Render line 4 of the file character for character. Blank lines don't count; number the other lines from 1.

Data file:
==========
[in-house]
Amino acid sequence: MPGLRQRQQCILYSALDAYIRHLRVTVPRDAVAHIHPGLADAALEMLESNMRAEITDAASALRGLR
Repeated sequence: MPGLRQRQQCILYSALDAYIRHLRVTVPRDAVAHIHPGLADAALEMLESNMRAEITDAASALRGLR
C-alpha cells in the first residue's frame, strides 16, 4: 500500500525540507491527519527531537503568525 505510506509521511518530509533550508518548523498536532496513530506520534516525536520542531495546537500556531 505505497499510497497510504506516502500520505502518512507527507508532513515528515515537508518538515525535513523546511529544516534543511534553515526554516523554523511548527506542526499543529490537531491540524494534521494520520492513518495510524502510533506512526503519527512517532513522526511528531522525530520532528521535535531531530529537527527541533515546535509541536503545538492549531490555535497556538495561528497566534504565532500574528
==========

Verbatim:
C-alpha cells in the first residue's frame, strides 16, 4: 500500500525540507491527519527531537503568525 505510506509521511518530509533550508518548523498536532496513530506520534516525536520542531495546537500556531 505505497499510497497510504506516502500520505502518512507527507508532513515528515515537508518538515525535513523546511529544516534543511534553515526554516523554523511548527506542526499543529490537531491540524494534521494520520492513518495510524502510533506512526503519527512517532513522526511528531522525530520532528521535535531531530529537527527541533515546535509541536503545538492549531490555535497556538495561528497566534504565532500574528